Region: U.S. | International

Protecting Clients' Assets

Fish & Richardson


Frank Scherkenbach, Robert Hillman, David Feigenbaum, and Kurt Glitzenstein
If numbers alone told the whole story, then everything anyone could possibly want to know about the Boston-based IP juggernaut of Fish & Richardson could be summed up in a few key statistics. Here’s a good start: 220. That’s how many cases the firm’s litigation department handled in 2012—making it the busiest firm in the country for patent litigation, says Corporate Counsel magazine—and is a figure quickly brought into perspective against Fish’s closest competitor’s caseload, which clocks in at 95. Then there’s this: more than 300 of the firm’s attorneys—out of 362—have advanced degrees in technical and scientific disciplines, and some 75 hold PhDs. Its litigators routinely win millions at trial and its seasoned patent prosecutors helped clients get more than 3,100 patents issued in 2013. That’s a truly impressive number, eclipsed only by this small tidbit: Fish issued 1,100 patents in March of this year alone.

But these facts and figures—which barely scratch the surface of this firm’s true capabilities—don’t exist in a vacuum. The people that make all this happen are on the ground and in the trenches every day, and firm president and CEO Peter Devlin (himself an electrical and computer engineer) says there’s a unifying goal among them. “We help our clients, both individuals and companies, protect their technology and use it to maintain their competitive edge, whether it’s issuing patents, enforcing those patents against infringers or defending our clients against allegations of infringement by others,” says Devlin, who assumed the firm’s helm in 2000 and has since ushered in a period of substantial growth, expanding both domestically and internationally under his management. “In this day and age, it’s all about the intellectual assets of corporate America, and we fight on all sides.”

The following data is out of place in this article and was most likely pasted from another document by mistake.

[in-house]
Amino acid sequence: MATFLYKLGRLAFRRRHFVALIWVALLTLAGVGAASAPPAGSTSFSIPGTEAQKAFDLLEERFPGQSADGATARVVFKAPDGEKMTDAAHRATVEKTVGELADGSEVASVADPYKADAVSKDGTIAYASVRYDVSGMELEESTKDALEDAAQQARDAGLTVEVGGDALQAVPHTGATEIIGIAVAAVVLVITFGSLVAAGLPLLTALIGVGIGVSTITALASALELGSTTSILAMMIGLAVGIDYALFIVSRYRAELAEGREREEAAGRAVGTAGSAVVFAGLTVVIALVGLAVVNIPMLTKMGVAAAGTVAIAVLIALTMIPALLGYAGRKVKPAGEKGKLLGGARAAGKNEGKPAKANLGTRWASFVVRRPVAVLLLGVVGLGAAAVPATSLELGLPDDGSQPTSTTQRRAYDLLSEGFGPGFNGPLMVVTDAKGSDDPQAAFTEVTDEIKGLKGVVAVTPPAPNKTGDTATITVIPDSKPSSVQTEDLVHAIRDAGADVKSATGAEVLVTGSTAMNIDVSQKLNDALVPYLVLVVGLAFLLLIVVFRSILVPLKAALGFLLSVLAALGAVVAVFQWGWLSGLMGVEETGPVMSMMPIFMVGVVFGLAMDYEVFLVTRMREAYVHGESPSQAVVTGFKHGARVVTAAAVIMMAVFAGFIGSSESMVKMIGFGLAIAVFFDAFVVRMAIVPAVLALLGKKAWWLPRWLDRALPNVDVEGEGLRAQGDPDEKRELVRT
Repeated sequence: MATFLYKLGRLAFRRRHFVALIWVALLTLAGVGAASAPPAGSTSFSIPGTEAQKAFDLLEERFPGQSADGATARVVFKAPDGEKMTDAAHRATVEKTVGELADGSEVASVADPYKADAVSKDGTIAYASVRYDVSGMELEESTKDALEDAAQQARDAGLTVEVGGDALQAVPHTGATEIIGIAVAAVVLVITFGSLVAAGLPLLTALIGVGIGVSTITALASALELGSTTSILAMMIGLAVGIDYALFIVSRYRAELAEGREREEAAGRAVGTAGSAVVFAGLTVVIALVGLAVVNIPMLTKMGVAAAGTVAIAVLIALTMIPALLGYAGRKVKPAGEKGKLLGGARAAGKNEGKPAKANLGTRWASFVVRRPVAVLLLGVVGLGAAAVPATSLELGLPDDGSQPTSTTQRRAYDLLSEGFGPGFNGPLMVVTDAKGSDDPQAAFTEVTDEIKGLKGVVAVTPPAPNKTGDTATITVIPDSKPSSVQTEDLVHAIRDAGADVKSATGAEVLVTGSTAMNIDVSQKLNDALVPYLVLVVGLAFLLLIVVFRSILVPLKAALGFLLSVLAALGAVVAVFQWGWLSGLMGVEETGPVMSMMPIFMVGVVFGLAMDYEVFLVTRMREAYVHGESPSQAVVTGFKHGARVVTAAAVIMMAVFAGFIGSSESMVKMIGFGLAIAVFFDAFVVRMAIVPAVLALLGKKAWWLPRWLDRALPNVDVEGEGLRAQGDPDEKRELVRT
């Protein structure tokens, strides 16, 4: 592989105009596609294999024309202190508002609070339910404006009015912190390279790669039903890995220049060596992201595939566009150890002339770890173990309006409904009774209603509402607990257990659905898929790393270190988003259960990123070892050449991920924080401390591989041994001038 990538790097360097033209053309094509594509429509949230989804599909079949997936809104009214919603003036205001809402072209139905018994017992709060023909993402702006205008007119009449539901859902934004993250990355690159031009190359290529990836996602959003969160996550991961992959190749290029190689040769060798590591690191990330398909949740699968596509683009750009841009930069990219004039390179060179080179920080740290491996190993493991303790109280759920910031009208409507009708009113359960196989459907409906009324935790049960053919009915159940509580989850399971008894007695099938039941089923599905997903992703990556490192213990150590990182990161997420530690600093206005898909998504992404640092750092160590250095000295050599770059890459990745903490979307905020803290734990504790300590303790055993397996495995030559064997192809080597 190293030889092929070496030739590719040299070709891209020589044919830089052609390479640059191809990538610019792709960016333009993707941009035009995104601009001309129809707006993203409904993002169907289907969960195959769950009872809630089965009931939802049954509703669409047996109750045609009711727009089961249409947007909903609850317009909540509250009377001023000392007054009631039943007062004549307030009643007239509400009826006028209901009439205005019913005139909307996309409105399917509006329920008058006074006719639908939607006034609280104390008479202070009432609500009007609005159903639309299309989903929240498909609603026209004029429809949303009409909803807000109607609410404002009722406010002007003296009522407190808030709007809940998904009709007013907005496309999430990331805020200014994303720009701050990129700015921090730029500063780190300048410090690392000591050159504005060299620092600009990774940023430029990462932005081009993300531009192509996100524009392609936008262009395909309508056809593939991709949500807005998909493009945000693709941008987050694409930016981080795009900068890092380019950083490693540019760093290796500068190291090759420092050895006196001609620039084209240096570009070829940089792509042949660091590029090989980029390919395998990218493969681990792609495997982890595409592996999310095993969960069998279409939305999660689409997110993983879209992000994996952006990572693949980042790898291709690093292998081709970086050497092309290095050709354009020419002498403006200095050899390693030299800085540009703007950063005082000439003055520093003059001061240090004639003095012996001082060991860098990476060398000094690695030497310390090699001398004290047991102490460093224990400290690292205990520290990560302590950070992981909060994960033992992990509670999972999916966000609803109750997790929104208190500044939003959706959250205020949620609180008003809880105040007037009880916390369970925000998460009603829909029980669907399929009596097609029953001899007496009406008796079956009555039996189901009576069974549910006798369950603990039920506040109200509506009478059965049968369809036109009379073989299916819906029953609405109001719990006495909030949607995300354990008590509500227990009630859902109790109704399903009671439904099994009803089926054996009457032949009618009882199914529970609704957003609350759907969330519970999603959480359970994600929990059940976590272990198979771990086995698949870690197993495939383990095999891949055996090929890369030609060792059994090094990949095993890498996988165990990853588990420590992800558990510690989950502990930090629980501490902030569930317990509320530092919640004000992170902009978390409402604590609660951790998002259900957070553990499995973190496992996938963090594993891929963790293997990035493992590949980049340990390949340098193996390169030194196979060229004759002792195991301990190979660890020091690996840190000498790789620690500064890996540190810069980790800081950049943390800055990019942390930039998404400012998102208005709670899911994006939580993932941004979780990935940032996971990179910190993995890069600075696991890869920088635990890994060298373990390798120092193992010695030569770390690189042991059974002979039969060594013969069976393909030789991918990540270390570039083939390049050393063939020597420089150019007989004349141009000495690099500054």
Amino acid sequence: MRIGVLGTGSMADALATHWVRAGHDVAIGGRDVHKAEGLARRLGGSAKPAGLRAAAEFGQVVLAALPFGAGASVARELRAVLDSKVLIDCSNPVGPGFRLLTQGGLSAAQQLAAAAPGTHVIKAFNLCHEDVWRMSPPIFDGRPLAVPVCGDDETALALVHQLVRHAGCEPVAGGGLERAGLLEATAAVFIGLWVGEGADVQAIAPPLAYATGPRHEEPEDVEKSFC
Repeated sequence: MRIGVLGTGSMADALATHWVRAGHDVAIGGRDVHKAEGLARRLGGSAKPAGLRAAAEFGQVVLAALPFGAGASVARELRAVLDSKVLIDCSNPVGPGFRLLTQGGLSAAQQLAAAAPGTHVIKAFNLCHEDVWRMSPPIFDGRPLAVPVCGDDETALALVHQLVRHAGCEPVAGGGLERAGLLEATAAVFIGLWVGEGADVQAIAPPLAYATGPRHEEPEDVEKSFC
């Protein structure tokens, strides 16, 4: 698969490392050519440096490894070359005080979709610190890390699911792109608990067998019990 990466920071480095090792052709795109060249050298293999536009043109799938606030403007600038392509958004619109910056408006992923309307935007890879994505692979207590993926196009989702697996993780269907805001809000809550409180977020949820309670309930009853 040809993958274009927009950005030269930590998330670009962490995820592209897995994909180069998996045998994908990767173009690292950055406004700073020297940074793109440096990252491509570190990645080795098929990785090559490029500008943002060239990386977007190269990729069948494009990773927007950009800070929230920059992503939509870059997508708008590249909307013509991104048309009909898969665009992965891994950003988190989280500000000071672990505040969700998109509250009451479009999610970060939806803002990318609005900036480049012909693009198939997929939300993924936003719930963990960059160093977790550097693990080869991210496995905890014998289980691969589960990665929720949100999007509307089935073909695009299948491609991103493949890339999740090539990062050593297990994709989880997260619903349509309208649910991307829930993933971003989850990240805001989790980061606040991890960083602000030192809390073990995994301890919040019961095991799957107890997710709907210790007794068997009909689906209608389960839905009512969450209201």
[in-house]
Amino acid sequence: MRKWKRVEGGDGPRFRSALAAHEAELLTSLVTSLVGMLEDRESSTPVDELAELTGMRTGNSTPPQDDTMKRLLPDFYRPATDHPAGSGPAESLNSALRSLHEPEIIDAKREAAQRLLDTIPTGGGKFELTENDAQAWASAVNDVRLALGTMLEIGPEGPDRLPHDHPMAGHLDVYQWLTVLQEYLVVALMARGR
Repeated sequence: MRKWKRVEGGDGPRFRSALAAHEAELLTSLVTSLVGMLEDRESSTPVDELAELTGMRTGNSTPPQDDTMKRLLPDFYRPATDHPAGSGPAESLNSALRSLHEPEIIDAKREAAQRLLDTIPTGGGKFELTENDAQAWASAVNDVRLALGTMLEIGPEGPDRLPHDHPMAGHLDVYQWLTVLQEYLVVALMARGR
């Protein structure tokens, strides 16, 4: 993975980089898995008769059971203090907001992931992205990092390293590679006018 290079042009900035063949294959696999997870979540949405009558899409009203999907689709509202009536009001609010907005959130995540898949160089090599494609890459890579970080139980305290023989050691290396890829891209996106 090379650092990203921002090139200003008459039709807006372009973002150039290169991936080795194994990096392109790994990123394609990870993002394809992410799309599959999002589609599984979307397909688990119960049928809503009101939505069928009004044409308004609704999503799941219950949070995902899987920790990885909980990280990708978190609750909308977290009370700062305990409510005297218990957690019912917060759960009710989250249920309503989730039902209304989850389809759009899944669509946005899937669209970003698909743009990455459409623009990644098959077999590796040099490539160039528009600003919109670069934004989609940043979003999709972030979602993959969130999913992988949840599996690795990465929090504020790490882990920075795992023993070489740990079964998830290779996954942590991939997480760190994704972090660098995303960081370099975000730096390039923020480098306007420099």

Where Fish really hits the sweet spot, says principal Frank Scherkenbach, a trial lawyer who joined Fish’s Silicon Valley office in 1993 before moving to Boston 13 years ago, is at the intersection of its patent prosecution and litigation practices. “Historically speaking, prosecutors were prosecutors and litigators were litigators and never the twain shall meet,” says Scherkenbach, who recently led a team of Fish litigators in securing $105 million in damages in federal court for longtime client Power Integrations against Fairchild Semiconductor, which a jury found willfully infringed the company’s patents. “But we have prosecutors on our litigation teams because they have critical technical expertise and knowledge. It’s a collaborative approach to solving clients’ needs and is a distinguishing characteristic for us.”

Prosecutors and litigators also work together closely on inter partes reviews (IPRs), which Scherkenbach describes as a form of administrative patent litigation that has arisen since the recent introduction of the America Invents Act (AIA). “We have the most active IPR practice in the country,” Scherkenbach says. “Congress has been making the interplay between litigation and Patent Office proceedings more and more critical. It’s very common for there to be parallel proceedings in district court and in the Patent Office involving the same patents.”